Tracker has revived a theme many builders lost sight of long ago: simple and inexpensive works when it comes to small fishing boats.
Walk the docks at any boat show in this day and age, and you’ll see acres of massive center console fishing yachts powered by outrageously huge V-8 outboards like the chart-topping Seven Marine 627, the Mercury 450, and the Yamaha F425 XTO.
Each and every one of these boats, impressive though they may be, shares the same one weakness: you’ve gotta be utterly rich to afford them. And unfortunately, as these mega-expensive fishing machines have grown to dominate much of the market, the availability of smaller, easily affordable fishing boats has plummeted. Thank goodness for new boats like the Tracker Bass Tracker Classic XL. List price: $10,995 for the boat-motor-trailer package. That’s about half the cost of an average Harley, half the cost of a Kia Soul, and half the cost of the console cabin air conditioning option on a lot of those monster CCs.
Before you say “I like fishing for a lot more than just bass,” don’t let the boat’s name fool you. It’s really no more or less a “bass boat” than any other fairly small, simple, decked aluminum fishing boat. Casting decks are raised fore and aft but there’s also a relatively large center cockpit, and you can leave in the pedestal seats or pull them and fish standing up, as you please. Besides, when you get right down to brass tacks the things that make boat good for bass fishing are quite similar to the things that make a bay boat good for so many inshore fisheries.
Wait a sec—you can’t really take a boat like this into saltwater, can you? Of course, you can. Other than the fact that thorough freshwater wash-downs will be necessary following every briny trip and some fittings may still need to be upgraded, remember that the hull is aluminum, the deck is pressure-treated ply, the engine is a Mercury 40 ELPT FourStroke, and the trailer has Galvashield corrosion protection. The only major part of the system you’d want to swap out immediately would be the Minn Kota Edge trolling motor, which is a freshwater model.
Bass Tracker Classic XL Specifications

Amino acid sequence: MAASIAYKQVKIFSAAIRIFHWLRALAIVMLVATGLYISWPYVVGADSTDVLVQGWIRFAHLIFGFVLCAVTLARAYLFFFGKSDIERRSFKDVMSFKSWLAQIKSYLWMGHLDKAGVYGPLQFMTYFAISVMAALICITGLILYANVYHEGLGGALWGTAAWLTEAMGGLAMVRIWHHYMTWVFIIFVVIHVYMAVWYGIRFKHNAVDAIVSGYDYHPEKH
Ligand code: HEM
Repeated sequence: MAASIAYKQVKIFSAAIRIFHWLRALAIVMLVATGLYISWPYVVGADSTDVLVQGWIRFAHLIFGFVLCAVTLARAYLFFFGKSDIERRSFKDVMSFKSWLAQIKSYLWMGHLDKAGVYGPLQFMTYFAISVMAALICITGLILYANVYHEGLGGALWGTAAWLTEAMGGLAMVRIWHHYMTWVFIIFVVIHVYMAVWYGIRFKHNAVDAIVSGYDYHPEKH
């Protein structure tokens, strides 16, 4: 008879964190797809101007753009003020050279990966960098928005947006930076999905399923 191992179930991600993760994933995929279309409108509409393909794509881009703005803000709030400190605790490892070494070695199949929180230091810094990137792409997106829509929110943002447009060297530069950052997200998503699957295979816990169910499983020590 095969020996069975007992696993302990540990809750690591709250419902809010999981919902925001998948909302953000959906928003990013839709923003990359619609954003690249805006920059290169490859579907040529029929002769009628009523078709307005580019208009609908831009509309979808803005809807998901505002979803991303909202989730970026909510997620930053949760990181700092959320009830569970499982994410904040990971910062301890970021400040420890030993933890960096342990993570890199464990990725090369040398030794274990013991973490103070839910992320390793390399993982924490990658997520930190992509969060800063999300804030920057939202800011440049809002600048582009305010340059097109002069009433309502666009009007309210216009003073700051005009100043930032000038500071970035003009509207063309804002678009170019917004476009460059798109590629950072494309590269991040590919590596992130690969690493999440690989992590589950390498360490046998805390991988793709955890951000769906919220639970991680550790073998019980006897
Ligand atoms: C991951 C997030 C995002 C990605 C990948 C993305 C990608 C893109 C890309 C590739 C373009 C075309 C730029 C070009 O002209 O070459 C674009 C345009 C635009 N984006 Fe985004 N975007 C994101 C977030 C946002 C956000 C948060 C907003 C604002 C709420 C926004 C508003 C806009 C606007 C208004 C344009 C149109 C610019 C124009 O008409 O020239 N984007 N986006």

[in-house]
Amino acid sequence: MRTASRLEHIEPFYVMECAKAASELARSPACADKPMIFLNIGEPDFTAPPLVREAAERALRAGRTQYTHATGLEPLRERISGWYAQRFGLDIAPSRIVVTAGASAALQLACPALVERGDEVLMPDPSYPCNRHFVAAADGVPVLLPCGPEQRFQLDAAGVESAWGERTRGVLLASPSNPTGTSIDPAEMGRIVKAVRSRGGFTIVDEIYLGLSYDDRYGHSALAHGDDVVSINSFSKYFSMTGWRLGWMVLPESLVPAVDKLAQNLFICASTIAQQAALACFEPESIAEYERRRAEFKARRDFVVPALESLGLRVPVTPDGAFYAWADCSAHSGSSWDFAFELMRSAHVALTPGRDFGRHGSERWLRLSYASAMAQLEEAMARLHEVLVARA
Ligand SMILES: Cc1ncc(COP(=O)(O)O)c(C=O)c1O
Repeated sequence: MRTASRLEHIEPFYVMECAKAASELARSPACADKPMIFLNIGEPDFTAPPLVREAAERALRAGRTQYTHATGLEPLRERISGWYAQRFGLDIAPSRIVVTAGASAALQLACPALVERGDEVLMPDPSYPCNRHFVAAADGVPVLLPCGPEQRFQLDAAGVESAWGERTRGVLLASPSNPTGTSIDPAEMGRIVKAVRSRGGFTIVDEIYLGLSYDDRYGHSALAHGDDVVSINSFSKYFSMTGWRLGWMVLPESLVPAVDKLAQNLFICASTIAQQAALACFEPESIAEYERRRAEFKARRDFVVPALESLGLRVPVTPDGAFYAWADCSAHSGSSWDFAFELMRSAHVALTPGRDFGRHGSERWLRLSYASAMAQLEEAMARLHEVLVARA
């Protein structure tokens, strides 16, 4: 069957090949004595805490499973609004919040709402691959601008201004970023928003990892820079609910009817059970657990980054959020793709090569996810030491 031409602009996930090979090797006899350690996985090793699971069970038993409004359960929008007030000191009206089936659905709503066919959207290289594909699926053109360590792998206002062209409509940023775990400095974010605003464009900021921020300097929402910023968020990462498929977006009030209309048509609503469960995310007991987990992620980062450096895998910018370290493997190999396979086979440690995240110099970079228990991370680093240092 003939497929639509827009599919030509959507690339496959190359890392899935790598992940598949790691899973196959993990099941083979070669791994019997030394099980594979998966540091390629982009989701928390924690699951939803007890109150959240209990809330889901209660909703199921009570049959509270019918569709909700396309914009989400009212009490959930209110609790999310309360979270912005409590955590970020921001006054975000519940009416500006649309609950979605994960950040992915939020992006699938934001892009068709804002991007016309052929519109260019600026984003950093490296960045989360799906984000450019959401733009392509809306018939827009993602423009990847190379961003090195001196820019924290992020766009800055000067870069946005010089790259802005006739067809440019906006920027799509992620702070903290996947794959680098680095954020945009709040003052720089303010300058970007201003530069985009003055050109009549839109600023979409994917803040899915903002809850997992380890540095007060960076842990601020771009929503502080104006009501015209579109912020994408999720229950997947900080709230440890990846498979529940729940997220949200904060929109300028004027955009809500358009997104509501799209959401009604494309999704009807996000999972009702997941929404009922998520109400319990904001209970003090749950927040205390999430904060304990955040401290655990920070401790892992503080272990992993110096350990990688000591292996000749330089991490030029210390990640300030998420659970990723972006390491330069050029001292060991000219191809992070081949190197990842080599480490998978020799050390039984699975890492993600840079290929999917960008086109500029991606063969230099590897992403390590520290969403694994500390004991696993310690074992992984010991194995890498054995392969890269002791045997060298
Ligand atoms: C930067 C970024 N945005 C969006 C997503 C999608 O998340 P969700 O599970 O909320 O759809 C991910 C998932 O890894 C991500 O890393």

- LOA – 16’8”
- Beam – 6’5”
- Draft –1’1”
- Displacement –780 lbs.
- Transom deadrise –6 degrees
- Fuel capacity –6 gal.
What does a fishing boat this simple and inexpensive get you”? Everything you need to get to the fish, really: a nine-gallon livewell, a Lowrance Hook 4x fishfinder (admittedly basic yet still effective), four horizontal rod holders, and cranking and trolling motor batteries. Most of us would want to add some vertical rod holders and you’ll need a carry-on cooler to keep the catch chilled, but that’s about it.
What about optional features? They’re virtually nonexistent. One of the ways a manufacturer can keep costs down is by production-building the exact same item over and over again, and the more a boat can be customized, the more cost tends to get out of hand. For the Classic XL, the only factory options available are a cover and adding brakes to the trailer. That’s it.
Fair warning: you do have to expect a boat like this to be on the bumpy side in a chop, and potentially a bit wet. Of course, you can say the same thing above virtually all boats with 16’8” of LOA. But we do note that a very simple hull design (a 0.100” one-piece aluminum hull with pressed-in chines and strakes and six degrees of deadrise at the transom) and just 780 pounds of displacement should temper your seakeeping expectations a bit. Construction-wise, however, you may be a bit surprised at just how well the boat’s put together. Stringers and corner braces are all-welded, the two-inch gunwales are extruded, hatches are aluminum, and below deck cavities are foam-filled.
Performance-wise, the standard 40-hp motor is plenty for this rig. Yes, you can upgrade that to a 50 for another $400 or so, but why? The stock engine will get you speeds of over 30-mph with a person or two aboard, and a cruise in the 20-mph range.
Is the Bass Tracker Classic XL likely to top anyone’s dreamboat list? Nah. Will it draw eyeballs and cause involuntary drooling, like those million-dollar fishing machines at all the boat shows? Of course not. But boats like this have the potential to make any average American Joe just as happy as those one-percenters—and maybe even able to out-fish ‘em, too.
For more information, visit Tracker Boats.